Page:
Coming Out

Staying Silent No More: I Am A Christian Ally

by Evelyn Shoop

e”In the end, we will remember not the words of our enemies, but the silence of our friends.” – Rev. Dr. Martin Luther King, Jr.

In my heart, I’ve always known that God is a God of Love. That at its core, the Bible preaches Love—a hand for the downtrodden, glory for the cast-asides, another chance for your enemies, and boundless, difficult Love.

Here we are, all of us, formed perfect by a Loving hand.

Still, when I write about religion, mostly I sit in front of a blank screen with my cursor blinking back and forth. My faith is personal and I’m not fully formed, so I’ve been quiet. It’s taken a long time for me to sit here in front of you, coming out as an ally.

I’ve been quiet because I haven’t had to speak up.

I am straight. I haven’t had to sit down and have difficult conversations with my family members, or worry about being bullied by my peers or my faith community. For me, it has been enough that I treat my gay friends as unbroken and wholehearted, and that my church is tolerant. It’s enough, right? It’s enough.

In the moment that I saw this quote from Dr. King,—and oh, the beauty of God finding us in the right moment—I was rationalizing my silence about God, homosexuality, and radical acceptance into a lovely little present of non-judgment.

But my silence wasn’t a gift. It was a way to share part of myself with the world, but not all of me. It was part of a lifelong fear of conflict and a desire to keep everyone happy. And who am I if not the broken, but perfect child of God?

It started with a tweet or two about #faith, #equality, and #LGBT; then a post about a new scouting movement that embraces all people. And then, Here I Am.

Here I am, God—years after liking Believe Out Loud on Facebook for the first time.

I’m sharing all of who I am. And here are some things I know to be true.

  • LOVE is the core of everything. All caps, radical, boundless love. Some love is easy—our souls want it and want to give it. Some love is hard—loving our enemies, sometimes ourselves, often those who are different from us.
  • God is the only one to judge. We are all walking this earth doing the best we can, trying to blow oxygen on the fire of goodness inside us, and nothing we do here is good enough for salvation but through God’s grace and His alone. So we should probably be careful about condemning people.
  • Sins are a choice. Adultery is a choice. Greed is a choice. Being gay or queer is not a choice. Who would choose it? It’s difficult. It sets you apart. It subjects you to ridicule. It marks you as other. But not for things that eat away at your soul or destroy your relationships or tie you to money and greed—but for being who you are and searching for Love.

So here I am, God—coming out as an ally to the LGBT community.

Knowing that there’s just no way my soul can be right with itself, except by your radical, boundless Love.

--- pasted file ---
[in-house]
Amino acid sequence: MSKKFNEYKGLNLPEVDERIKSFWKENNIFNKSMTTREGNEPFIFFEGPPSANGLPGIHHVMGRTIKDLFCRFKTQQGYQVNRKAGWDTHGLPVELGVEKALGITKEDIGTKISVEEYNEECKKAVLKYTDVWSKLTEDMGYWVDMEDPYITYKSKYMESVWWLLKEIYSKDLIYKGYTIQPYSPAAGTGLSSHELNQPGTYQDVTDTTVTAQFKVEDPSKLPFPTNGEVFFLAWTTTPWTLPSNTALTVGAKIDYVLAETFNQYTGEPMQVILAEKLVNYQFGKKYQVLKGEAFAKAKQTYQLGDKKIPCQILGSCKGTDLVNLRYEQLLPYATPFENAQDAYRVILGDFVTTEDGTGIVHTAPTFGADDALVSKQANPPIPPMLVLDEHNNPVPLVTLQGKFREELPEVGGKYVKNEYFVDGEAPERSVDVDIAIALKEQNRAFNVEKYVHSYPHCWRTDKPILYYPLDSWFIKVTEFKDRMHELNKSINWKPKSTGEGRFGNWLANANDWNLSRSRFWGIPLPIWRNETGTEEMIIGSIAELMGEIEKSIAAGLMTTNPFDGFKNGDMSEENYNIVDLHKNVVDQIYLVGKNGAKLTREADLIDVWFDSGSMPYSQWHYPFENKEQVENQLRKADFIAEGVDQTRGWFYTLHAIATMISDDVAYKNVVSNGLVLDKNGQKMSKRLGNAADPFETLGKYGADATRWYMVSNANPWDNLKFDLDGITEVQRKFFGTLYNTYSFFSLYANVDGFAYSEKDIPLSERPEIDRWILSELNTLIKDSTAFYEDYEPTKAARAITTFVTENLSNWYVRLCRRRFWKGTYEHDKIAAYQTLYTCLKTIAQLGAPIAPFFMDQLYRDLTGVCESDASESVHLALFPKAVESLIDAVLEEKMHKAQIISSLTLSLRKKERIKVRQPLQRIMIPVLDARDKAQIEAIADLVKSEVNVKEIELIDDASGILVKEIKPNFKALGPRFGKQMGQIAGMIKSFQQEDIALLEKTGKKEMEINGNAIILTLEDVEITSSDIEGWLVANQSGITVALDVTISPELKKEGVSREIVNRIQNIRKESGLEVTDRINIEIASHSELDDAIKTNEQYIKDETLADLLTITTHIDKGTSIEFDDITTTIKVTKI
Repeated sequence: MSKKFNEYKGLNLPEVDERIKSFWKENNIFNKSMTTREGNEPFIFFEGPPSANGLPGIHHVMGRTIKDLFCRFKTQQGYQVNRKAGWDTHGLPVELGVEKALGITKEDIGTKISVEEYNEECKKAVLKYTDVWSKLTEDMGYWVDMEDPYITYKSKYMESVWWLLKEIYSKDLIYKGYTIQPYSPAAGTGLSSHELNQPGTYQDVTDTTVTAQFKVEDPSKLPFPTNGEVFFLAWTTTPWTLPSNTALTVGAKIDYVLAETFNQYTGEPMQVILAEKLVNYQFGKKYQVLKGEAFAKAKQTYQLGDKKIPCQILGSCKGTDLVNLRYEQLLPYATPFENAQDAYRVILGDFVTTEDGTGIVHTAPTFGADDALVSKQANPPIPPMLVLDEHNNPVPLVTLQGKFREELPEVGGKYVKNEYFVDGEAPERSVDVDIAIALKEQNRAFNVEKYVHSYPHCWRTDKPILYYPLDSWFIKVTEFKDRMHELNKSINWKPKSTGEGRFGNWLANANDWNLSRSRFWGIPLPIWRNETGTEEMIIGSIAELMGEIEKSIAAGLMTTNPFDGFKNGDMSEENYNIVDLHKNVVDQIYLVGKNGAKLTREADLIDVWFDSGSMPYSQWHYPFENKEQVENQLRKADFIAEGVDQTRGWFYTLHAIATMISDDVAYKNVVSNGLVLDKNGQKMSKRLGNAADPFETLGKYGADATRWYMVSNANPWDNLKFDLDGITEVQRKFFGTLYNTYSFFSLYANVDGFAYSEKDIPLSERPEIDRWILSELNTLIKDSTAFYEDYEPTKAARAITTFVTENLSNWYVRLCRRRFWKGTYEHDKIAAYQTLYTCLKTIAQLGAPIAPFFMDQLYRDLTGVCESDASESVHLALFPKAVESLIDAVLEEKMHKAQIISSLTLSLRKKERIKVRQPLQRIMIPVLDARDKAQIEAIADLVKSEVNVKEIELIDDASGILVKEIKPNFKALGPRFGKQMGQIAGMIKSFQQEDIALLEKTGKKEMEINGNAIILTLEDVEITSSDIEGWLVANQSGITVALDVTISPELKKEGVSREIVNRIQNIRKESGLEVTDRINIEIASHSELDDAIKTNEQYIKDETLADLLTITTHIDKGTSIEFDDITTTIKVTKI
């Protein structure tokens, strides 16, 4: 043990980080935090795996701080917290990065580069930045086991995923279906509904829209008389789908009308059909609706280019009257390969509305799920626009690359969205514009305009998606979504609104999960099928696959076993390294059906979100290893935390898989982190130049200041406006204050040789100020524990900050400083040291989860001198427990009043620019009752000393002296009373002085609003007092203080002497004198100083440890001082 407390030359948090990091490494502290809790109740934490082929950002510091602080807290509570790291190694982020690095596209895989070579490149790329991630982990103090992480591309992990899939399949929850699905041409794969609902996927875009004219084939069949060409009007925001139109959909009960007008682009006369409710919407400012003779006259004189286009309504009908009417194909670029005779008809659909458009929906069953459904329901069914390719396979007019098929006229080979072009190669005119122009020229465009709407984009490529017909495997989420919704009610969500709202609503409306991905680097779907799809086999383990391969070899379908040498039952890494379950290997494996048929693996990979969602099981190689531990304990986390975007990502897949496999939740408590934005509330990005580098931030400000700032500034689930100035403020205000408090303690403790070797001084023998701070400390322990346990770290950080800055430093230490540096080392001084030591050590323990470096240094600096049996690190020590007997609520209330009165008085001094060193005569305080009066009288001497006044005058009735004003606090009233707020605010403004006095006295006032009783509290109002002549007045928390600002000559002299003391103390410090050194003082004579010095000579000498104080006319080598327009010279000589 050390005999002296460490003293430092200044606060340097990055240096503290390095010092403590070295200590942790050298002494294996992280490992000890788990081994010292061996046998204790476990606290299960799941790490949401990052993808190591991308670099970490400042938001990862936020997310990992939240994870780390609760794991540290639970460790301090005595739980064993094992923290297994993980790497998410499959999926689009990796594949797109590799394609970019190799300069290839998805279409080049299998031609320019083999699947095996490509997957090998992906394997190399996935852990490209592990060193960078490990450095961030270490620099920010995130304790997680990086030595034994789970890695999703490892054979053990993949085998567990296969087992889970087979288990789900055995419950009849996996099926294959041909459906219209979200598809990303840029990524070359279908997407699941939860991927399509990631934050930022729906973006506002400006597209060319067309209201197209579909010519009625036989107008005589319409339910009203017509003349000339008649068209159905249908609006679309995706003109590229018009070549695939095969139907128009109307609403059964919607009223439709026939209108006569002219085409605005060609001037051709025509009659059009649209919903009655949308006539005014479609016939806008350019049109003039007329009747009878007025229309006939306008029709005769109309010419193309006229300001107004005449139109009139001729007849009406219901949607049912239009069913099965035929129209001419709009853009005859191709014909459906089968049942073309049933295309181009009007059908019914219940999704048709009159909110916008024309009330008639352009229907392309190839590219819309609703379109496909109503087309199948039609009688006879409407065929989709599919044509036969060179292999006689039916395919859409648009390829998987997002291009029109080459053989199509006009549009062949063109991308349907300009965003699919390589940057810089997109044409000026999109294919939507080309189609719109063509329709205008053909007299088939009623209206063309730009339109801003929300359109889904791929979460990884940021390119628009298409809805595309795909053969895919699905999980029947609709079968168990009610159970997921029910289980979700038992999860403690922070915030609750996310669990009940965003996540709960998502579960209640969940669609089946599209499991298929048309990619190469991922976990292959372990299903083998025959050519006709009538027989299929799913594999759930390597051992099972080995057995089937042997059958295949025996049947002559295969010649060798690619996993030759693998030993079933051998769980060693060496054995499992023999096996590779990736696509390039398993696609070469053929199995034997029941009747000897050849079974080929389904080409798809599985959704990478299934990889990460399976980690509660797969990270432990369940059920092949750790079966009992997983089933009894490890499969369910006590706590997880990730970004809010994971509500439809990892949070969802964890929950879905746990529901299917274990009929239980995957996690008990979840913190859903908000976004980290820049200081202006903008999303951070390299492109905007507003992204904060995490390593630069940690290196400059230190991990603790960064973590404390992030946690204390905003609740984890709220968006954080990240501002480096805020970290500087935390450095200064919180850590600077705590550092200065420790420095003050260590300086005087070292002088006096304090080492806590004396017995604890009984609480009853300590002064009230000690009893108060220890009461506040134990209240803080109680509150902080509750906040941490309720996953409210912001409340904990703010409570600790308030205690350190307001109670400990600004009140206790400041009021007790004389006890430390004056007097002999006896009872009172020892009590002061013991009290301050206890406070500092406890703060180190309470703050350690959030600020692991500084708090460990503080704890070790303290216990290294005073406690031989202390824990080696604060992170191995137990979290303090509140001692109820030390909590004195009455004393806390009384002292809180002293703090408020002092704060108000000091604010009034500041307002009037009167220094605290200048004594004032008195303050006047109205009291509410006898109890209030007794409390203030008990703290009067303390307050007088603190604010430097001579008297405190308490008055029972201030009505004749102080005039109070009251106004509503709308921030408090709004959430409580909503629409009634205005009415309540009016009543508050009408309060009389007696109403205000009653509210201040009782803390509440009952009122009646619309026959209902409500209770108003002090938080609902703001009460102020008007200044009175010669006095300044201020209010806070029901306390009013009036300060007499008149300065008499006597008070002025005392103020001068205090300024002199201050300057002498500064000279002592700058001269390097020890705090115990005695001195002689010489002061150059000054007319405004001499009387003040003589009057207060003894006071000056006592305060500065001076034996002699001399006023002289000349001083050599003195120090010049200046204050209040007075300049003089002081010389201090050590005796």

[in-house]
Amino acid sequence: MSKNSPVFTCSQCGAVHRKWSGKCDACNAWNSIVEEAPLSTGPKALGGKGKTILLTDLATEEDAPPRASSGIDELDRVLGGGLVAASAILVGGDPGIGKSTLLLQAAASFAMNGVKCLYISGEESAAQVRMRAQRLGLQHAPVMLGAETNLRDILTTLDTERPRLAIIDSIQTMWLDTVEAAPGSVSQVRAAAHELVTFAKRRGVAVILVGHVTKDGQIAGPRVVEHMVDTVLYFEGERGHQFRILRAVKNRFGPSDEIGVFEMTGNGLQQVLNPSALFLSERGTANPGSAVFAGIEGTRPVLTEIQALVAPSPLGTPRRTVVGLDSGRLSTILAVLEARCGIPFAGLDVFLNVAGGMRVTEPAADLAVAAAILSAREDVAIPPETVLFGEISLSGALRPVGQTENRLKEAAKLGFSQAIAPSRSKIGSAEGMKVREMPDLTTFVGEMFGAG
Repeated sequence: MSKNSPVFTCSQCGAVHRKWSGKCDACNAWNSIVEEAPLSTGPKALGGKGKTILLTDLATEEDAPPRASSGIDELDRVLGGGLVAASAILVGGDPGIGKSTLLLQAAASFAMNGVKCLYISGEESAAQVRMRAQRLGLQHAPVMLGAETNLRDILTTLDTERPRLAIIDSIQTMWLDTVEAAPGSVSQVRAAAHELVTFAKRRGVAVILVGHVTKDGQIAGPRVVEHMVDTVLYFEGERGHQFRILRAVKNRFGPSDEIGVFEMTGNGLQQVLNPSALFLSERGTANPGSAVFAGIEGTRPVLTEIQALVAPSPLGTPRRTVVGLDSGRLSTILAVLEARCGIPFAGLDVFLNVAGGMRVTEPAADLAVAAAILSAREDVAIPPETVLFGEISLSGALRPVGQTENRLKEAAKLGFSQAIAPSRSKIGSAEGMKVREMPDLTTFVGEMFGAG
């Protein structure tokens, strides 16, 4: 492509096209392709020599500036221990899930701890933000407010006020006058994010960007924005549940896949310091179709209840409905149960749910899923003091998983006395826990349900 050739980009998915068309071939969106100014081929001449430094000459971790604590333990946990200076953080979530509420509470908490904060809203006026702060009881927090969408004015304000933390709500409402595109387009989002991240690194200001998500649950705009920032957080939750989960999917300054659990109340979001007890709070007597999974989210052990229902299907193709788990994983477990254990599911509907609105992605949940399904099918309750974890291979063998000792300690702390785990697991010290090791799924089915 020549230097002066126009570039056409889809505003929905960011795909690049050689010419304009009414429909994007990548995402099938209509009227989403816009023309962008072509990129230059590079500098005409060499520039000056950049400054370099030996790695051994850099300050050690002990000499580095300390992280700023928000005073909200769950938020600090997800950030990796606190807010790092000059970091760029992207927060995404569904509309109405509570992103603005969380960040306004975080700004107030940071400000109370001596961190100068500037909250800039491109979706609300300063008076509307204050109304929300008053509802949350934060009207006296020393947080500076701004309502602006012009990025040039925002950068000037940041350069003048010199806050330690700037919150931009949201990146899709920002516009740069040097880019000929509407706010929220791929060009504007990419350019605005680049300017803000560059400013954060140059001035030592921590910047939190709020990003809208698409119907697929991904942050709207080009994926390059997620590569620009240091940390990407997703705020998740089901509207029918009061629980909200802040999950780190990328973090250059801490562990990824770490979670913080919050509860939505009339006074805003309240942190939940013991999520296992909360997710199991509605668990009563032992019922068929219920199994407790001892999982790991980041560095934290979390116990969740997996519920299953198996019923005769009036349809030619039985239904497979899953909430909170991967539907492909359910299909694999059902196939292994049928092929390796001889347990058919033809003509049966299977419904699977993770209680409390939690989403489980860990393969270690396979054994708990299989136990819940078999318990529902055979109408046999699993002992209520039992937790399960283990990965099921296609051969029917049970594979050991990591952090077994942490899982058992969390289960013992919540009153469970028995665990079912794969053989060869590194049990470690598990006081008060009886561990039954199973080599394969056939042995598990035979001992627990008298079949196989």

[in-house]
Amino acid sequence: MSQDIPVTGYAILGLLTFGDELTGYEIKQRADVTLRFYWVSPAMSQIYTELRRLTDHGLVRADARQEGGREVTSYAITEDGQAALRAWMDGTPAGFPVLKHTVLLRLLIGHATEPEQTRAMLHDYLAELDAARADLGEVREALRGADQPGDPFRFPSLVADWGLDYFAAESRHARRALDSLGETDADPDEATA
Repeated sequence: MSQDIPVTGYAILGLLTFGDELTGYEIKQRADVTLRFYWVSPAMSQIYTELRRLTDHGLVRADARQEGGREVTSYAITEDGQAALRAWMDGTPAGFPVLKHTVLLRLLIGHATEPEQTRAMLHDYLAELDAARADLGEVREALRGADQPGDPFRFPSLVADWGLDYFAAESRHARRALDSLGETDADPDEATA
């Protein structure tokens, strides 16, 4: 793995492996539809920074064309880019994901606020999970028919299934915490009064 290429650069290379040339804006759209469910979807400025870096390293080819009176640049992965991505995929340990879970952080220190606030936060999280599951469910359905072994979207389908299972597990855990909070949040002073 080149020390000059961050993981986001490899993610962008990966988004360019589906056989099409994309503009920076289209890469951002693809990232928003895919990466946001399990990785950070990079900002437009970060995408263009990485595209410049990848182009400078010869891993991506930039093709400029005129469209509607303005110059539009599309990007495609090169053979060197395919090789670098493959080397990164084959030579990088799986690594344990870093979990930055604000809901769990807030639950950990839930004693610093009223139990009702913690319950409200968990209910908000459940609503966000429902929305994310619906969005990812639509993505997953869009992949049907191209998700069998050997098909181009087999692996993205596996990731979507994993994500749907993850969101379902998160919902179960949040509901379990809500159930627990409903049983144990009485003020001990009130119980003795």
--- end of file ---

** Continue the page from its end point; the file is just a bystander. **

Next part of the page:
Originally published on momsicle; Image via flickr user Sunfrog1

Comments (9)


Yes and Yes and Yes!!!
Yes and Yes and Yes!!!

A friend and I just had this massive debate thread with two of her facebook “friends” after she reposted the “Silent No More” post last week from right here on Believe Out Loud. And this is all that I wish I could have said. Thank you.

Amy Alford

Great! Thank you for your
Great! Thank you for your brave and right words! You are a blessing and a LEADER, and your voice is needed and appreciated! 🙂

Lauren V.

I consider myself a straight
I consider myself a straight ally — but I do not believe in God. Thank you for reminding me that the voice of Christianity isn’t always filled with hate speech. May your voice be joined by a louder, joy-filled chorus! Whatever our beliefs or non-beliefs, here’s to singing the same song of love.

Taylor Stuart

I stand with you friend
I stand with you friend


You know I have been
You know I have been following your blog for some time, Evelyn and you mine, I want to say how much I appreciate all your words. This really is your coming out. It’s sad that anyone has to come out, but I am proud to know you, even if it is on the internet. It’s great to know my family has such an ally in you. Though we differ in our religious beliefs, posts such as these make me remember that not every Christian has to be the radical and condemning type. Thanks for the reminder!


Rachael, it means a lot to me
Rachael, it means a lot to me that you came over here and left a note. I really value how open and honest you are, and it’s time for me to do the same! Glad to know you, too.


Thank You, Thank You, your
Thank You, Thank You, your blog is the information I need for my thesis that I am writing at Chicago Theological Seminary


Thank you for this. I am a
Thank you for this. I am a gay woman and I am also a Christian. Its strange and sad that its almost harder for me to say that I’m Christian that to say that I’m gay. A friend and I were talking about how it seems like it can be equally hard to “come out” as a believer as it is for people to “come out of the closet.” Its been a difficult path for me and for awhile, I couldn’t even say the “C” word; I would only refer to myself as a “follower of Jesus.” I still feel that, but I’m starting to intertwine my connection to the LGBTQ community and my connection to a Christian community. I look forward to more of us, and more straight, Christian allies continue to come out. LOVE


YES. Bless you. I have been

YES. Bless you. I have been saying this for years.. I have watched with absolute sadness as so many of my lovely friends in the LGBT community were harassed by their family, friends, and even members of their church for something they never chose to sign up for. It is our job as Christians to love as radically as Jesus, not pass hatred and judgement onto those who already face so much persecution. You rock.

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